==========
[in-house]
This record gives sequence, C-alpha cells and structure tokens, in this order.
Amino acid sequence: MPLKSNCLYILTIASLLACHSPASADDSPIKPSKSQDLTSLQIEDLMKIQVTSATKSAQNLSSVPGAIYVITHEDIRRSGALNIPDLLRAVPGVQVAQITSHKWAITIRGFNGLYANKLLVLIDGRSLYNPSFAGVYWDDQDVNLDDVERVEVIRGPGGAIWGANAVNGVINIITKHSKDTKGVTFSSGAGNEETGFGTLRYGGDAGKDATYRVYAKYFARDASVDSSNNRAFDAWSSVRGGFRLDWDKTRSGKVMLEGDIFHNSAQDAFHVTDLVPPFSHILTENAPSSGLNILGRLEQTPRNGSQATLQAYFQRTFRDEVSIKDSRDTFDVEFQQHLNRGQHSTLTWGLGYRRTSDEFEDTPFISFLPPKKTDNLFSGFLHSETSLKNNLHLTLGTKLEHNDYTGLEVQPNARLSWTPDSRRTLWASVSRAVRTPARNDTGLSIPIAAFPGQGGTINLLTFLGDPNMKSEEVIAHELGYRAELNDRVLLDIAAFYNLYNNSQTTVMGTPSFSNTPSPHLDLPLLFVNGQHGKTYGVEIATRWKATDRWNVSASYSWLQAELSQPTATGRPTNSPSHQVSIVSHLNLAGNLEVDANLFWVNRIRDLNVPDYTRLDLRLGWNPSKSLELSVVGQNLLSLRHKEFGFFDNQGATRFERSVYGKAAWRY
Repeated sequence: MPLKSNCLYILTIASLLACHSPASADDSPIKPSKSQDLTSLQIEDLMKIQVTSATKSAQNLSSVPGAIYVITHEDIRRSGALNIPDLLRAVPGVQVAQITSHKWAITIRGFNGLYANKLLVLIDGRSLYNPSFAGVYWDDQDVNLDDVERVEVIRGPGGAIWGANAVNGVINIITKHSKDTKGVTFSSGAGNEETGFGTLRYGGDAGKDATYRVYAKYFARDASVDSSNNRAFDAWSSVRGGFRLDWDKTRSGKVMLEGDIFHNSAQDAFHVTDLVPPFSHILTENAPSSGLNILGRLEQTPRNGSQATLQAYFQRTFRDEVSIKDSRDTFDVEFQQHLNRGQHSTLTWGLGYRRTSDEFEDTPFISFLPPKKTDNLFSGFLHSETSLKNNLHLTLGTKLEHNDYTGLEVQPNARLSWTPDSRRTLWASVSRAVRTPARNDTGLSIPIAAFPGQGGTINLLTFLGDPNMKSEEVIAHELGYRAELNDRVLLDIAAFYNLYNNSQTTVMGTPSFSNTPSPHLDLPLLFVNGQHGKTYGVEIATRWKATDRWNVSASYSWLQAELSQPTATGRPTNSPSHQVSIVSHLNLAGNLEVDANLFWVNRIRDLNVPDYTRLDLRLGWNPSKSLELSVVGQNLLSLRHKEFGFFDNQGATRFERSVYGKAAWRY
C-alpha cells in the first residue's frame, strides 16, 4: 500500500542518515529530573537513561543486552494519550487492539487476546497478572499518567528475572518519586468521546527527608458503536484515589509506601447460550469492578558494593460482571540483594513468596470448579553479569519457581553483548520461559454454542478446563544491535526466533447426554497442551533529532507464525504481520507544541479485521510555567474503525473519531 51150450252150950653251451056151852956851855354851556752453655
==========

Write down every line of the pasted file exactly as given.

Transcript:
[in-house]
This record gives sequence, C-alpha cells and structure tokens, in this order.
Amino acid sequence: MPLKSNCLYILTIASLLACHSPASADDSPIKPSKSQDLTSLQIEDLMKIQVTSATKSAQNLSSVPGAIYVITHEDIRRSGALNIPDLLRAVPGVQVAQITSHKWAITIRGFNGLYANKLLVLIDGRSLYNPSFAGVYWDDQDVNLDDVERVEVIRGPGGAIWGANAVNGVINIITKHSKDTKGVTFSSGAGNEETGFGTLRYGGDAGKDATYRVYAKYFARDASVDSSNNRAFDAWSSVRGGFRLDWDKTRSGKVMLEGDIFHNSAQDAFHVTDLVPPFSHILTENAPSSGLNILGRLEQTPRNGSQATLQAYFQRTFRDEVSIKDSRDTFDVEFQQHLNRGQHSTLTWGLGYRRTSDEFEDTPFISFLPPKKTDNLFSGFLHSETSLKNNLHLTLGTKLEHNDYTGLEVQPNARLSWTPDSRRTLWASVSRAVRTPARNDTGLSIPIAAFPGQGGTINLLTFLGDPNMKSEEVIAHELGYRAELNDRVLLDIAAFYNLYNNSQTTVMGTPSFSNTPSPHLDLPLLFVNGQHGKTYGVEIATRWKATDRWNVSASYSWLQAELSQPTATGRPTNSPSHQVSIVSHLNLAGNLEVDANLFWVNRIRDLNVPDYTRLDLRLGWNPSKSLELSVVGQNLLSLRHKEFGFFDNQGATRFERSVYGKAAWRY
Repeated sequence: MPLKSNCLYILTIASLLACHSPASADDSPIKPSKSQDLTSLQIEDLMKIQVTSATKSAQNLSSVPGAIYVITHEDIRRSGALNIPDLLRAVPGVQVAQITSHKWAITIRGFNGLYANKLLVLIDGRSLYNPSFAGVYWDDQDVNLDDVERVEVIRGPGGAIWGANAVNGVINIITKHSKDTKGVTFSSGAGNEETGFGTLRYGGDAGKDATYRVYAKYFARDASVDSSNNRAFDAWSSVRGGFRLDWDKTRSGKVMLEGDIFHNSAQDAFHVTDLVPPFSHILTENAPSSGLNILGRLEQTPRNGSQATLQAYFQRTFRDEVSIKDSRDTFDVEFQQHLNRGQHSTLTWGLGYRRTSDEFEDTPFISFLPPKKTDNLFSGFLHSETSLKNNLHLTLGTKLEHNDYTGLEVQPNARLSWTPDSRRTLWASVSRAVRTPARNDTGLSIPIAAFPGQGGTINLLTFLGDPNMKSEEVIAHELGYRAELNDRVLLDIAAFYNLYNNSQTTVMGTPSFSNTPSPHLDLPLLFVNGQHGKTYGVEIATRWKATDRWNVSASYSWLQAELSQPTATGRPTNSPSHQVSIVSHLNLAGNLEVDANLFWVNRIRDLNVPDYTRLDLRLGWNPSKSLELSVVGQNLLSLRHKEFGFFDNQGATRFERSVYGKAAWRY
C-alpha cells in the first residue's frame, strides 16, 4: 500500500542518515529530573537513561543486552494519550487492539487476546497478572499518567528475572518519586468521546527527608458503536484515589509506601447460550469492578558494593460482571540483594513468596470448579553479569519457581553483548520461559454454542478446563544491535526466533447426554497442551533529532507464525504481520507544541479485521510555567474503525473519531 51150450252150950653251451056151852956851855354851556752453655